Twenty-eight female guards were unfairly dismissed by a security company because the client‚ Metrora.
THE Congress of South African Trade Unions' pension fund co-ordinator, Jan Mahlangu, is on special leave following allegations that he took a bribe from SA Quantum, a company that provides financial services to trustees of the provident fund.
SA Quantum also employs the wife of Cosatu general secretary Zwelinzima Vavi. Noluthando Vavi is responsible for selling the company's products to the pension fund trustees of Cosatu affiliates.
The Mail and Guardian newspaper on Friday reported that SA Quantum had bought Mahlangu a R349 000 Audi A4.
According to Cosatu pension fund trustees and union officials who work with the fund should remain independent of all financial services providers so that they can base their financial decisions on the best interests of fund members - the workers.
But Mahlangu admitted to Vavi on Friday afternoon that he took the car as a "gift" and did not declare this to the Union. This contradicted claims he made last week that he had bought the car through an independent financier.
"It is clear that he breached the code of conduct that obliges Cosatu staff to disclose gifts and not to accept any that could create a conflict of interest. Cosatu unreservedly condemns his acceptance of such a gift from a company which is involved in the retirement fund sector in which he works" said union spokesperson Patrick Craven.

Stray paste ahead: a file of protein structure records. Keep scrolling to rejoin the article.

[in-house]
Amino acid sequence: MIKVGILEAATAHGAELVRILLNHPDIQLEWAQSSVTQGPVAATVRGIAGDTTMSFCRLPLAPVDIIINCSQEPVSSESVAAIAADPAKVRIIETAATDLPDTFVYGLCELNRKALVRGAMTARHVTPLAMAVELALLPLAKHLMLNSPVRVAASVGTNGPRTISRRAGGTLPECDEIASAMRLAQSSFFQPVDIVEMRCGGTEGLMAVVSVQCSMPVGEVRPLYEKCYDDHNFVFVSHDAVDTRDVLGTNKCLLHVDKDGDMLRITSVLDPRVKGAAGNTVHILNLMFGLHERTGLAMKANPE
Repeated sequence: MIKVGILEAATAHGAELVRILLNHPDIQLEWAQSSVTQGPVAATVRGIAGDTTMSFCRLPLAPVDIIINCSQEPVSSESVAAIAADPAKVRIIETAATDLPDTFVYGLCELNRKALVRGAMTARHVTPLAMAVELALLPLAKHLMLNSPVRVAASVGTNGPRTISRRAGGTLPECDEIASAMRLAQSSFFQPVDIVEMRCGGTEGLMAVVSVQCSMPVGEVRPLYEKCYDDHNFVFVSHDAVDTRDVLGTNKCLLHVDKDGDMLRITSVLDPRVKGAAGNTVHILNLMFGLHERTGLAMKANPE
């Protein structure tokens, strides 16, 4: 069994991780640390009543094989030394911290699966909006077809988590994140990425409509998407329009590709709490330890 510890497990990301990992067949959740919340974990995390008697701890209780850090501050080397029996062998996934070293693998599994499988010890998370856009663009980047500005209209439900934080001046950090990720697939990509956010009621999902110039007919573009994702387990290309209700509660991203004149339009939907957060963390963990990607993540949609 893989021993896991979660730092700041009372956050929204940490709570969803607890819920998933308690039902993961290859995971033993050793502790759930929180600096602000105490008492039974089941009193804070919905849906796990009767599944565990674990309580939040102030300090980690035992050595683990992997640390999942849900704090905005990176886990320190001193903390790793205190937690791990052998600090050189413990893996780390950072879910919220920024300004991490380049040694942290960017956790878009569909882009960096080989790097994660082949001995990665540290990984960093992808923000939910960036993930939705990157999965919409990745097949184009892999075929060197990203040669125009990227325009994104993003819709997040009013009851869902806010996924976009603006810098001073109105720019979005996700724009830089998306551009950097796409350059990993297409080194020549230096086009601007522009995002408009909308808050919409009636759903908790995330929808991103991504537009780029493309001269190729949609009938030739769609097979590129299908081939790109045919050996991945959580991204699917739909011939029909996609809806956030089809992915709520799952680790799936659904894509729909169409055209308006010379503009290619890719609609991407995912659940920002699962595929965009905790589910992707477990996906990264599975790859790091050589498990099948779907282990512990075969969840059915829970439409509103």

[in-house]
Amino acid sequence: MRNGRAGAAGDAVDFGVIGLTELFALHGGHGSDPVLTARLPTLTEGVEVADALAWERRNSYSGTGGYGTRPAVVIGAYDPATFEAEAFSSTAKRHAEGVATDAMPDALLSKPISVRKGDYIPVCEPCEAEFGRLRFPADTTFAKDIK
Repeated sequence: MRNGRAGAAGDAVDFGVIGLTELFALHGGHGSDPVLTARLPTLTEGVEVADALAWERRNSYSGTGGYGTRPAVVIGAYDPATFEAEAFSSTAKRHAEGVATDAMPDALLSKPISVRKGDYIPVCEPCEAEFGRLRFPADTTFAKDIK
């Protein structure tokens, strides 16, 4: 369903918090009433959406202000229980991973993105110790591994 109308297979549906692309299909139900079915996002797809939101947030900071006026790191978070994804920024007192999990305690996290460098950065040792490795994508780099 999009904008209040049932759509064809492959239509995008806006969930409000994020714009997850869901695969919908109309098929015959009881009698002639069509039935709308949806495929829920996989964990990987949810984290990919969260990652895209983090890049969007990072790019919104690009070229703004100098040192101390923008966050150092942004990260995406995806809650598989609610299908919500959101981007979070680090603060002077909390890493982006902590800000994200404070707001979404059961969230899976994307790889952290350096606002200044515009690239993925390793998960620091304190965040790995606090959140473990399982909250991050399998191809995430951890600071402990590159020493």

"Cosatu is to investigate whether the gift amounted to a bribe, which could have led to his acting as an agent for SA Quantum within the retirement fund industry" Craven said.
Mahlangu's actions have apparently shocked Cosatu affiliates.
One Cosatu official who is involved with retirement funds told Sowetan that financial services providers like SA Quantum were known for going "to any length" in their bid to get business from the unions.
"Pension fund officers normally get offered tickets to soccer and rugby games," he said. "But accepting a luxury vehicle is taking it to a new level.
"Influential people in pension funds do accept incentives to favour one service provider over another. It is also happening in medical aid schemes.
"They target institutions that have large membership bases, like trade unions, and it is members' money that is ultimately being defrauded."